The SSD market presents consumers with a dizzying array of choices. With constantly fluctuating prices and new models hitting the market every few weeks, it’s hard to keep track of everything.
Toshiba/SanDisk 3D NAND is finally ready for primetime, with the introduction of their third generation design that increases the layer count to 64. Intel’s 64-layer 3D NAND is also now shipping. The deployment of this new generation of NAND flash technologies is still very much a work in progress, but there are already a few products on the market that are definitely worth paying attention to.
|September 2017 SSD Recommendations|
|Mainstream 2.5″ SATA||Samsung 850 EVO||500 GB @ $149.99 (30¢/GB)|
|WD Blue 3D / SanDisk Ultra 3D||1 TB @ $284.99 (28¢/GB)|
|Small and Cheap SATA||Crucial BX300||120 GB @ $59.99 (50¢/GB)|
|Entry-level NVMe||MyDigitalSSD BPX||256 GB @ $114.99 (48¢/GB)|
|Intel SSD 600p||1 TB @ $319.99 (31¢/GB)|
|High-end NVMe||Samsung 960 EVO||1 TB @ $467.00 (47¢/GB)|
|Samsung 960 PRO||2 TB @ $1204.99 (59¢/GB)|
|M.2 SATA||WD Blue 3D M.2||1 TB @ $319.99 (32¢/GB)|
Above are some recommendations of good deals in each market segment. Several of these aren’t the cheapest option in their segment and instead are quality products worth paying a little extra for.
The next table is a rough summary of what constitutes a good deal on a current model in today’s market. Overall prices are not expected to drop significantly over the next few months, so if you find a drive selling well below these prices, it’s probably a good deal.
|September 2017 SSD Recommendations: Price to Beat, ¢/GB|
|Mainstream 2.5″ SATA||50 ¢/GB||37 ¢/GB||30 ¢/GB||28 ¢/GB||27 ¢/GB|
|Small and Cheap SATA||44 ¢/GB||34 ¢/GB||29 ¢/GB|
|Entry-level NVMe||62 ¢/GB||47 ¢/GB||39 ¢/GB||32 ¢/GB|
|High-end NVMe||47 ¢/GB||47 ¢/GB||59 ¢/GB|
|M.2 SATA||52 ¢/GB||38 ¢/GB||29 ¢/GB||27 ¢/GB|
As always, the prices shown are merely a snapshot at the time of writing. We make no attempt to predict when or where the best discounts will be. Instead, this guide should be treated as a baseline against which deals can be compared. All of the drives recommended here are models we have tested in at least one capacity or form factor, but in many cases we have not tested every capacity and form factor. For drives not mentioned in this guide, our SSD Bench database can provide performance information and comparisons.
Mainstream 2.5″ SATA: Samsung 850 EVO, WD Blue 3D/SanDisk Ultra 3D
The largest segment of the consumer SSD market is 2.5″ SATA drives intended for use as either the only storage device in the system, or as the primary drive holding the OS and most programs and data. This market segment has by far the widest range of choices, and virtually every SSD brand has at least one model for this segment.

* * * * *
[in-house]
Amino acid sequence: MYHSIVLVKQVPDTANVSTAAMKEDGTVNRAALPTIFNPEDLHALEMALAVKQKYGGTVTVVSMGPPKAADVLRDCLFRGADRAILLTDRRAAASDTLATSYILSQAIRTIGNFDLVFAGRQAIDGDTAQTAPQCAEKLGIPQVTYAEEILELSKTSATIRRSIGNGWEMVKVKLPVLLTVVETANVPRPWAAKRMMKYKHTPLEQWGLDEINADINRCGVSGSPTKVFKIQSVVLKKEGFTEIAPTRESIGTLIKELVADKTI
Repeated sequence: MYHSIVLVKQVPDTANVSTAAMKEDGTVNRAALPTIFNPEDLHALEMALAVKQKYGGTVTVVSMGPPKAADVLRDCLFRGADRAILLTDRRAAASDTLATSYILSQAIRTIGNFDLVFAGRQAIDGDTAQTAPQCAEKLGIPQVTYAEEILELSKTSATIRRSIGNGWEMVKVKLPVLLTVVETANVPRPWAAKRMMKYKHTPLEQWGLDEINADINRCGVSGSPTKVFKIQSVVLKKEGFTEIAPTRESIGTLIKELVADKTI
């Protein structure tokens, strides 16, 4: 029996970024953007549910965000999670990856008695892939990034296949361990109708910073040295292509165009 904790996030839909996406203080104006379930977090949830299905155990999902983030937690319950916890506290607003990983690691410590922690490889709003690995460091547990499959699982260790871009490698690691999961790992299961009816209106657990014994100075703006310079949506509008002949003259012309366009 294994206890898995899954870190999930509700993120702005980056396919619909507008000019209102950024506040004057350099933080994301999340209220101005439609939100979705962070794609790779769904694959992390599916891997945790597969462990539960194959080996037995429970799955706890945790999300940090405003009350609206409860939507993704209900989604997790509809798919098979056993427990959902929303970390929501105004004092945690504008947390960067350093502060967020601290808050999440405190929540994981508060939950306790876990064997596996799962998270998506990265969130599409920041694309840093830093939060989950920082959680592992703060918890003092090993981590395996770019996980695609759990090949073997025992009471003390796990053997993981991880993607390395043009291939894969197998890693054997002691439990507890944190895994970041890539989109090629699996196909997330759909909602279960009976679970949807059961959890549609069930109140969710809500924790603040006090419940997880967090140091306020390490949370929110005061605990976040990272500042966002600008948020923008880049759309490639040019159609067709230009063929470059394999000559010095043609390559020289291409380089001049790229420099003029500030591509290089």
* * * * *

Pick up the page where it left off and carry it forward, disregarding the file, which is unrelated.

These days, the best options for a mainstream SATA drive are all at least 240GB. This is large enough for the operating system and all your everyday applications and data, but not necessarily enough for a large library of games, movies or photos. Our recommendations in this segment now all use 3D NAND flash. Older models using planar NAND tend to be much slower if they use TLC, and either more expensive or hard to find if they use MLC.
The Samsung 850 EVO is of course still one of our top recommendations for a mainstream SATA SSD. It is now being challenged on both price and performance by several other 3D TLC drives, most notably the WD Blue 3D and SanDisk Ultra 3D. The Crucial MX300 is still usually the cheapest SSD in this segment, but the WD/SanDisk 3D NAND SSDs perform better under pressure and are only slightly more expensive at the higher capacities. Since they’re relatively new to the market, they might still drop in price over the next few months and undercut the MX300.
The Intel 545s has very promising performance, but pricing and availability are still a bit of a problem—no more than half of the SKUs have launched so far. This could easily change over the next few months as Intel’s production of 64L 3D NAND ramps up.
Small and Cheap SATA: Crucial BX300
Some users are only interested in small SSDs, either because they know their storage needs are modest, or because they plan to keep the bulk of their data on a mechanical hard drive. Simply buying the cheapest SSDs that is large enough can be a bad idea: The smallest SSDs usually suffer from significantly worse pricing on a per-GB basis, and significantly lower performance due to having fewer flash chips to access in parallel.
This year, the 128GB capacity class is on its way out. 128GB is still enough space for an operating system and a reasonable number of applications and documents, but it fills up fast when used to store games, movies or photos. Our favorite SATA drives for the 240GB and up capacities are not manufactured in ~128GB versions, requiring a different recommendation. In this segment, we also assume that the drive is pretty likely to be used in a near-full state, which usually leads to reduced performance, but that effect is stronger for some drives than others.